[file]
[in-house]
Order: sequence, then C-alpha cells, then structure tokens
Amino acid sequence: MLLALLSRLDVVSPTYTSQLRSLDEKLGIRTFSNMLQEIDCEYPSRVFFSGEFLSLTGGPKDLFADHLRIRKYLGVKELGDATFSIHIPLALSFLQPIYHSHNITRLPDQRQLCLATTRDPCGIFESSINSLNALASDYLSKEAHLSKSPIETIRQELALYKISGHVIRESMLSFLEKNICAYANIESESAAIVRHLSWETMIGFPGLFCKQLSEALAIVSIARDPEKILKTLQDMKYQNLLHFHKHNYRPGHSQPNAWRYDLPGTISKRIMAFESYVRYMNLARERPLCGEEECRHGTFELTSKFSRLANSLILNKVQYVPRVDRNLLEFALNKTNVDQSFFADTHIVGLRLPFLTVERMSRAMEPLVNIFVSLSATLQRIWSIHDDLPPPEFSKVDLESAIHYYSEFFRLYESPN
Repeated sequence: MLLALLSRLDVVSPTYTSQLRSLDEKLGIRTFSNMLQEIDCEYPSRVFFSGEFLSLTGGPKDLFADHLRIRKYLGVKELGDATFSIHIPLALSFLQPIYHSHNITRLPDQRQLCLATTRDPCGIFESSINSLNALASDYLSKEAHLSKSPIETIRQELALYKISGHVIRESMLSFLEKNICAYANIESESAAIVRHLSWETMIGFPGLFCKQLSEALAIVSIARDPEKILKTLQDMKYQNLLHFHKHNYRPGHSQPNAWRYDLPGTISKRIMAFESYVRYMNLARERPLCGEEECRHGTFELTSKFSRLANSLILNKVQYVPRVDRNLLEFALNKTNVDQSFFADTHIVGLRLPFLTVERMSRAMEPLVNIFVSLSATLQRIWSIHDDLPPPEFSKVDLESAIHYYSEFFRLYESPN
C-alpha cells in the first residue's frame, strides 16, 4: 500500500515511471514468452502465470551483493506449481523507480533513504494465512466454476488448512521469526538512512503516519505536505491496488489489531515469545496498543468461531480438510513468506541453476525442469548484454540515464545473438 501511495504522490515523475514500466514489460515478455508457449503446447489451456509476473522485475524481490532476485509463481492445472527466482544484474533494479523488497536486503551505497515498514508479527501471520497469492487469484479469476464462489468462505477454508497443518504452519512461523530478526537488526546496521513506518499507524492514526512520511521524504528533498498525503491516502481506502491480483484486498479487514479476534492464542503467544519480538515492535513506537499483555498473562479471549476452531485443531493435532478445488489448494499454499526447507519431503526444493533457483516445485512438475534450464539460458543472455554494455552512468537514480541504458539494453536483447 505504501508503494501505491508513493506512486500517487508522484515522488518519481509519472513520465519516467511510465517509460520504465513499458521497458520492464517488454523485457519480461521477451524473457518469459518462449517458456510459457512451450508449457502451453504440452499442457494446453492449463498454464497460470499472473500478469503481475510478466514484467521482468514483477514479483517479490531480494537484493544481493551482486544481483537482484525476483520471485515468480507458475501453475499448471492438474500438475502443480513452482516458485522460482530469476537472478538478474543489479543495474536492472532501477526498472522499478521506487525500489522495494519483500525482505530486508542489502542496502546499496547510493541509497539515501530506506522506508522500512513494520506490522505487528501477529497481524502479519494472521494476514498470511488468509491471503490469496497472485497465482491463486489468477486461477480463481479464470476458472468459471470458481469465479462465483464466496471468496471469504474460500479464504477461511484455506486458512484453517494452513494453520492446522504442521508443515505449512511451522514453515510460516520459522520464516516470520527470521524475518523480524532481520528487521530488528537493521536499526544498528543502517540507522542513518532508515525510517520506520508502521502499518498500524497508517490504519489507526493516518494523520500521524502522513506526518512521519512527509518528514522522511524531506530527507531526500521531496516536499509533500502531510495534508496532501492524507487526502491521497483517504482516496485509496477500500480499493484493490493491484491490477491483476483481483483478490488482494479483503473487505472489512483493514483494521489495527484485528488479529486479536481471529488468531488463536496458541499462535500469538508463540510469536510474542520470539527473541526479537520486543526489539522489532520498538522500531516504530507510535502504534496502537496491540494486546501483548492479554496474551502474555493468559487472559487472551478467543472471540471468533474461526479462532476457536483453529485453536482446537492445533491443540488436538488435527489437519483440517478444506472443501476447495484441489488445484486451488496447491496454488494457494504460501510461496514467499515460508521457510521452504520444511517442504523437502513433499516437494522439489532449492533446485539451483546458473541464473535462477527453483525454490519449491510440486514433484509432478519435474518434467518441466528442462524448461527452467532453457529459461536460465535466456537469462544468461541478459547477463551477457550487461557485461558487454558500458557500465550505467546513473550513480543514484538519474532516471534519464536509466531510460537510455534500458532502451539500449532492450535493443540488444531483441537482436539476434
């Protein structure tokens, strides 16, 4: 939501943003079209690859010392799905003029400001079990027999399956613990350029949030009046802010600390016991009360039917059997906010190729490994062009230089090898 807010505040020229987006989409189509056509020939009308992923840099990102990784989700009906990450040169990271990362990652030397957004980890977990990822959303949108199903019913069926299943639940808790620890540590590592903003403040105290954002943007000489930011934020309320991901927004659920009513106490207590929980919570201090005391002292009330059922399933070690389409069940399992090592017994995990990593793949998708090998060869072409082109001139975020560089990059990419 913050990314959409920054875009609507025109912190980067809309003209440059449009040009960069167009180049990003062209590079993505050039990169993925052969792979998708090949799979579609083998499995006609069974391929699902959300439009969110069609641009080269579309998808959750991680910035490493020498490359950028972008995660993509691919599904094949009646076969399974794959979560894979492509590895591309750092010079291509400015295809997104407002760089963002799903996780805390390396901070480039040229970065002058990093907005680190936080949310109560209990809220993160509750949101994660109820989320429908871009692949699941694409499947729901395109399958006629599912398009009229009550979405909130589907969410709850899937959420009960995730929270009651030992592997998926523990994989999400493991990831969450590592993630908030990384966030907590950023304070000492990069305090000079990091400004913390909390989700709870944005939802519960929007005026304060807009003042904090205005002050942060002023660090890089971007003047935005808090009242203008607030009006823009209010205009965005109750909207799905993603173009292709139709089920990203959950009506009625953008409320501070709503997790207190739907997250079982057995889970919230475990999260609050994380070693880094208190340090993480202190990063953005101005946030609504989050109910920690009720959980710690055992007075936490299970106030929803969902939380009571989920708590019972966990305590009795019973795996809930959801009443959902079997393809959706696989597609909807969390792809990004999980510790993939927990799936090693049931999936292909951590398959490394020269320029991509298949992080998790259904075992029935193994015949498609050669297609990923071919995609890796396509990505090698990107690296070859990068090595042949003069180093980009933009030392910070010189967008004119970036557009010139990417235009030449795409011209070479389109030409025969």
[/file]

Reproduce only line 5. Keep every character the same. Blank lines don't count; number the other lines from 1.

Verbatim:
C-alpha cells in the first residue's frame, strides 16, 4: 500500500515511471514468452502465470551483493506449481523507480533513504494465512466454476488448512521469526538512512503516519505536505491496488489489531515469545496498543468461531480438510513468506541453476525442469548484454540515464545473438 501511495504522490515523475514500466514489460515478455508457449503446447489451456509476473522485475524481490532476485509463481492445472527466482544484474533494479523488497536486503551505497515498514508479527501471520497469492487469484479469476464462489468462505477454508497443518504452519512461523530478526537488526546496521513506518499507524492514526512520511521524504528533498498525503491516502481506502491480483484486498479487514479476534492464542503467544519480538515492535513506537499483555498473562479471549476452531485443531493435532478445488489448494499454499526447507519431503526444493533457483516445485512438475534450464539460458543472455554494455552512468537514480541504458539494453536483447 505504501508503494501505491508513493506512486500517487508522484515522488518519481509519472513520465519516467511510465517509460520504465513499458521497458520492464517488454523485457519480461521477451524473457518469459518462449517458456510459457512451450508449457502451453504440452499442457494446453492449463498454464497460470499472473500478469503481475510478466514484467521482468514483477514479483517479490531480494537484493544481493551482486544481483537482484525476483520471485515468480507458475501453475499448471492438474500438475502443480513452482516458485522460482530469476537472478538478474543489479543495474536492472532501477526498472522499478521506487525500489522495494519483500525482505530486508542489502542496502546499496547510493541509497539515501530506506522506508522500512513494520506490522505487528501477529497481524502479519494472521494476514498470511488468509491471503490469496497472485497465482491463486489468477486461477480463481479464470476458472468459471470458481469465479462465483464466496471468496471469504474460500479464504477461511484455506486458512484453517494452513494453520492446522504442521508443515505449512511451522514453515510460516520459522520464516516470520527470521524475518523480524532481520528487521530488528537493521536499526544498528543502517540507522542513518532508515525510517520506520508502521502499518498500524497508517490504519489507526493516518494523520500521524502522513506526518512521519512527509518528514522522511524531506530527507531526500521531496516536499509533500502531510495534508496532501492524507487526502491521497483517504482516496485509496477500500480499493484493490493491484491490477491483476483481483483478490488482494479483503473487505472489512483493514483494521489495527484485528488479529486479536481471529488468531488463536496458541499462535500469538508463540510469536510474542520470539527473541526479537520486543526489539522489532520498538522500531516504530507510535502504534496502537496491540494486546501483548492479554496474551502474555493468559487472559487472551478467543472471540471468533474461526479462532476457536483453529485453536482446537492445533491443540488436538488435527489437519483440517478444506472443501476447495484441489488445484486451488496447491496454488494457494504460501510461496514467499515460508521457510521452504520444511517442504523437502513433499516437494522439489532449492533446485539451483546458473541464473535462477527453483525454490519449491510440486514433484509432478519435474518434467518441466528442462524448461527452467532453457529459461536460465535466456537469462544468461541478459547477463551477457550487461557485461558487454558500458557500465550505467546513473550513480543514484538519474532516471534519464536509466531510460537510455534500458532502451539500449532492450535493443540488444531483441537482436539476434